Greg Hasty J.M.



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Greg Hasty J.M.

9/27/2004The question of whether or not the 16th and 17th centuries were times
of social experimentation can not be answered without first understanding
what social experimentation is. Here in lies another perplexing problem,
because who is to decide what defines a social experiment? One common
definition that most peoples have agreed upon is that a social
experimentation is the way in which a society or group of people tries to
adapt/adjust to a new life or new situations. With this theory we can
begin to see the social experimentation that took place during these
centuries, and the increases and decreases of it.

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The best way to understand what peoples in a new land had to do to
survive; we must first understand how they lived in their native lands.

The English had a reputation of doing almost anything, even terrorizing the
native peoples of a land, to gain control of it.1 A pamphleteer, Thomas
Churchyard said,” killed manne, woman, and child, and spoiled, wasted, and
burned, by the grounde all that he might: leaving nothing of the enemies in
saffetie, which he could possiblie waste, or consume.”2 These are a
peoples who demand for an empire, and the resources they gain from them,
drive and compel them to kill and suppress native peoples.


The Spanish outlook on empire building and resource acquisition,
although in reasoning is somewhat more brutal, the actions taken are
typically less violent. This fact comes largely into play when these
people spread colonies into North America. “You do not expect me to make
lengthy commemoration of the judgment and talent of the Spainards…And who
can ignore the other vitures of our people, their fortitude, their
humanity, their love of justice and religion?” and “For numerous and grave
reasons these barbarians are obligated to accept the rule of the Spainards
according to natural law” are both quotes that give insight into Spanish
ethic ideals, and also their will to not burn, pillage, rape, and kill
every living thing in these villages, as much so as consume and encompass
them.3
Although the question of why these people actually left their native
lands hasn’t been answered concretely, we can assume the vast majority of
these people left to rid themselves of the old feudal system, and the
horrible economic state of Europe.4 Knowing this allows us to understand
what ideas they brought over to this new land. I’ve spoken with my father,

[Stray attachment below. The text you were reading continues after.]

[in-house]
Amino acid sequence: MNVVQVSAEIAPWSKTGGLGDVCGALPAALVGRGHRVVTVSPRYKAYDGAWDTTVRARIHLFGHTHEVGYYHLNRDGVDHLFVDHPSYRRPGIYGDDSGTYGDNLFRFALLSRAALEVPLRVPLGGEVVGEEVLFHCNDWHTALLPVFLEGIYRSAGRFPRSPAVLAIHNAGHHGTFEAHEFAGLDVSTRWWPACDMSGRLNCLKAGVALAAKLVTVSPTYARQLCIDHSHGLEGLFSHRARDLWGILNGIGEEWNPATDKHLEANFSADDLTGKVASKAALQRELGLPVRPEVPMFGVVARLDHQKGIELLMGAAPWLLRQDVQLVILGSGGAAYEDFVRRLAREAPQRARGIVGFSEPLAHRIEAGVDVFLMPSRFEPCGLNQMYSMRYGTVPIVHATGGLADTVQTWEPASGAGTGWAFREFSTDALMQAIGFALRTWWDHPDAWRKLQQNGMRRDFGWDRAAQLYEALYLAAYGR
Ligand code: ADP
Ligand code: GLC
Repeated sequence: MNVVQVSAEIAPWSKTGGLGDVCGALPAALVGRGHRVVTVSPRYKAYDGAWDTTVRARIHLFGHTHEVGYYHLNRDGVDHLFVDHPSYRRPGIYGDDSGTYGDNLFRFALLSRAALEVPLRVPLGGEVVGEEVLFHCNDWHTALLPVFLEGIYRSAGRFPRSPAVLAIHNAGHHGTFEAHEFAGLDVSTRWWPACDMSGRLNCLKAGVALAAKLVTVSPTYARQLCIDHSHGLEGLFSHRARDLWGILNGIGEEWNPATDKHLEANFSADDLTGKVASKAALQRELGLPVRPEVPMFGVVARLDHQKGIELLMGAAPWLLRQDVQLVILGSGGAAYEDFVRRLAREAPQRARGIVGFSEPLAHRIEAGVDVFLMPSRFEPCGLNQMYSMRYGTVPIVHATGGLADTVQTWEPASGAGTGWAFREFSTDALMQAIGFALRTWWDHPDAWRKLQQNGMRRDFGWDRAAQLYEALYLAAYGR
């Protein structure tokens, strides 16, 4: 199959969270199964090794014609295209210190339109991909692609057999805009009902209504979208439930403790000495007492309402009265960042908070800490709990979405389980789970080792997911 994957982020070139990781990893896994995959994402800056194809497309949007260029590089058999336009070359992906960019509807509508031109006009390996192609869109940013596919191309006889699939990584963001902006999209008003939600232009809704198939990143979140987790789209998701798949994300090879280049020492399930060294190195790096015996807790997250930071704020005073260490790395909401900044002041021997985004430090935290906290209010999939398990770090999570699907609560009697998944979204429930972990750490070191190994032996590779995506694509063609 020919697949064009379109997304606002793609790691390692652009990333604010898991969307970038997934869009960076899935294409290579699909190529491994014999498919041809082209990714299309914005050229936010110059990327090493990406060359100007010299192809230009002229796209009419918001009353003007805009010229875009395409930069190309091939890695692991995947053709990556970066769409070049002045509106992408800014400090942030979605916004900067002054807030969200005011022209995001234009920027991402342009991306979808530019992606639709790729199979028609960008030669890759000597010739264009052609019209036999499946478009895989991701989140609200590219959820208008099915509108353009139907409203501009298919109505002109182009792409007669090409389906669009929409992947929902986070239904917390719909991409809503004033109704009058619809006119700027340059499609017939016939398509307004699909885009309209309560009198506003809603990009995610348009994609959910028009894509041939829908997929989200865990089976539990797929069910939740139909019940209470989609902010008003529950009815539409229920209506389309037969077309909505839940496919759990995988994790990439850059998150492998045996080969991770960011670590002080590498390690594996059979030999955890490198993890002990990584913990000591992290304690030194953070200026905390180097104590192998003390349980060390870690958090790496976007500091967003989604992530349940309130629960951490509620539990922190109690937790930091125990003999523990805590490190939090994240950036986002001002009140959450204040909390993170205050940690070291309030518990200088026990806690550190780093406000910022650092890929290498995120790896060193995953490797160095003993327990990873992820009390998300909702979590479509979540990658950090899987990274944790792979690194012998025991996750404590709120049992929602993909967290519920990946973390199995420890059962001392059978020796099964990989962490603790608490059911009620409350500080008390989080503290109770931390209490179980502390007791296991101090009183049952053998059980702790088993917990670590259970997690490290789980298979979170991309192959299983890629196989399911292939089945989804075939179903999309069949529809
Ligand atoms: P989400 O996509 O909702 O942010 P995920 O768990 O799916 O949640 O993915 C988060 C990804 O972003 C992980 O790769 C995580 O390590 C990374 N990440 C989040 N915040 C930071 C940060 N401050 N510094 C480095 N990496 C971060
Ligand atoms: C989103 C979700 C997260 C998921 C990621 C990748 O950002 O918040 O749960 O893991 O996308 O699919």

a 30 year history teacher, and he has enlightened me to some of these early
colonies. For instance, in Europe, men were men and “they ruled over the
women, as an adult does over a child, and the father over his children”5,
yet we have situations in this new land that create favorable stances for
women. With the early deaths of men due to disease and constant
interaction with the natives, women were generally left to look after these
estates. As we know too, land owners were the government and spoke for the
people with their right to vote. “There was a colony in New Jersey that
allowed women the right to vote whether they owned land or not”.6 This
is by far nothing of the English feudal lord system.

Now we have a history of movement and conquest of these peoples, and
a few of their ideas, so how did they become, and how did they make every
culture around them a social experiment? This question encompasses a very
broad topic, and to be able to answer I must first focus on a singular
topic.


The Virginia Laws, provided to us from 1643 until 1691 truly do
identify a social experiment between two races of people and even classes
of people. If we recap, a social experiment is anything a society or group
of peoples does to adapt/adjust to a new place or situation. These laws
show the progression of a peoples values overtime, and how they adapt to
make life and society exactly as they believe it should be. The first idea
of not allowing the intermixing of marriages arises in March of 1643.7
In 1658, we still have the idea of having “servants”, and the idea of
stealing persons as processions comes up.8 In 1662 the question arose of
what a child born of a negro women should be-slave or free, and they
resolved this by law making them born under the condition of their mothers.


The underlying problem I have writing this theory of how social
classes will degree and announce how they want society to

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